The competition and these initiatives are not the the answer to issues of homelessness but they force the design community to begin to ask serious questions. What is the role of the designer? Who is the designer? Should we support these communities? Is homelessness a solvable issue?
According to Unicef there are an estimated 750,000 people living on the street in the United States and a further 3,000,000
Do you have a cite for those numbers? Sure I could google but I'm lazy ..
Do you have a cite for those numbers?
The numbers were reported in an article by Philip Alston entitled "Hardship In the Midst of Plenty" in a UNICEF report entitled "The Progress of Nations 1998".
The specific numbers are in Mr. Alston's piece:
He doesn't give references for where he sourced the data.
It's important to note as well that the vast majority--about 80%--of homeless people aren't homeless for very long. They're those who are down on their luck, spend one night on the streets, and hate the experience so much that they resolve to get their lives back together. (This all comes from this Malcolm Gladwell article, btw: http://www.newyorker.com/fact/content/articles/060213fa_fact)
Another 10% are occassionally homeless--often they are abuse victims who stay away from home for a night but really have nowhere else to go.
And then there are the 10% termed chronically homeless. They are often mentally ill and/or addicted to drugs or alcohol. They are expensive for a city, because they often end up in emergency rooms and, at least in America, have no insurance.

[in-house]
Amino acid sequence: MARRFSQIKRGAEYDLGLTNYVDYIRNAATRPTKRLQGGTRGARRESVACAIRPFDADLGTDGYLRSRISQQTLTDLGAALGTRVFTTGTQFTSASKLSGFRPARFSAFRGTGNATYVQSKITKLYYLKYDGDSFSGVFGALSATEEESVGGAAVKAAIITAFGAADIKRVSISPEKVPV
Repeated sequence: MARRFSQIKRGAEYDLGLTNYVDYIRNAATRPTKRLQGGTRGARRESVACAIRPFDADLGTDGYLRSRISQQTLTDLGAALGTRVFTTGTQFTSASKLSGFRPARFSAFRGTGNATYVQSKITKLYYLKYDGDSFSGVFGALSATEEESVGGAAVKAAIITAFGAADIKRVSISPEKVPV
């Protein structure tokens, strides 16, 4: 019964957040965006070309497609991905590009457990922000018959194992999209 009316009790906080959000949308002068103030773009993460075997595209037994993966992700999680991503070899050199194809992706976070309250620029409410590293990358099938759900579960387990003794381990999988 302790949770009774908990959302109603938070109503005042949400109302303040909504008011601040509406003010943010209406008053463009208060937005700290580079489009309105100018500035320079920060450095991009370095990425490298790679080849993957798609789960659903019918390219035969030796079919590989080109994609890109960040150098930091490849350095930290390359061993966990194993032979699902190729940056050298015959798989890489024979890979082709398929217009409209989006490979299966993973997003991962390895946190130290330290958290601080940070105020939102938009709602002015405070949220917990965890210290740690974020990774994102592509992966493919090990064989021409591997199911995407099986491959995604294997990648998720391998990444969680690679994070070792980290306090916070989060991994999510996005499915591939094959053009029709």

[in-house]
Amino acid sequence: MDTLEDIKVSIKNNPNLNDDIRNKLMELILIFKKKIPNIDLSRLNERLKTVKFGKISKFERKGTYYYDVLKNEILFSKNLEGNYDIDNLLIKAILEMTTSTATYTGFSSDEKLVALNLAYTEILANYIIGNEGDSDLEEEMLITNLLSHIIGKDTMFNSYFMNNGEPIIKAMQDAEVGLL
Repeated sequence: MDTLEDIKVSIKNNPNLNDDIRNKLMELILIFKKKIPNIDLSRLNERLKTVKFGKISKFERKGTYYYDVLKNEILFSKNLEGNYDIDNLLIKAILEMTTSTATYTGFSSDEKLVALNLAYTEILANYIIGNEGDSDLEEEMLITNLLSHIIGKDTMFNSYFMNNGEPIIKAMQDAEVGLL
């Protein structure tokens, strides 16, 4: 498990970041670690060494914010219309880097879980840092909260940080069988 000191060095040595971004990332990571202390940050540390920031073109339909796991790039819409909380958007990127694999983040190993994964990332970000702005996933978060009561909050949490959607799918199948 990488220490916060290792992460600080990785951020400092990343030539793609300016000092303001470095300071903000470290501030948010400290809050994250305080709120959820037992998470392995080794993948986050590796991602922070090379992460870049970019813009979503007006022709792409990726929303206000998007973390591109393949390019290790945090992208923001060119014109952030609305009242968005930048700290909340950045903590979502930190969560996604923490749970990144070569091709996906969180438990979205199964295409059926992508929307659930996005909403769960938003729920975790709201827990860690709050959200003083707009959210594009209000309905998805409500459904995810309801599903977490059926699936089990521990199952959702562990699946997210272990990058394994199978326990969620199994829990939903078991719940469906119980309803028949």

If that's the case (and I don't have anything else to cite besides Gladwell's article unfortunately), then it's arguable that providing independent housing for the chronically homeless is counterproductive. The city of Denver took another approach: just give chronically homeless people a city-subsidized apartment. Just flat out give it to them. It's far cheaper than paying their bills for injuries sustained on the street, and, unlike the shelter options above, it provides a method of measuring programmatic and personal results.
as i see the have/have not situation until the values change the type
of living dwelling put forth to the public servants will continue to go over like a lead ballon. bill moss of Moss Tents in Camden Maine spent a lot of time at Talisen West at the end of his life and designed place for those without dwellings, and as i understand it nobody came forth and used them. btw, the notion of homeless is term that is used along the lines of herber marcuse's notiong of repressive tolerance. i even heard john todd the living machine guy quote marcuse once!
I will be in NYC at Thanksgiving and am scouting out material for my blog (www.ashleycecil.com)while I'm there. This topic is of particular interest to me and I was hoping that you might have suggestions as to an event I might attend or an individual or organization I can get in touch with. My about page will give you specifics about what I do if you have the time to glance at it. I would greatly appreciate any leads.
The smaller sizes of the Hexayurt would work really well for formerly homeless people: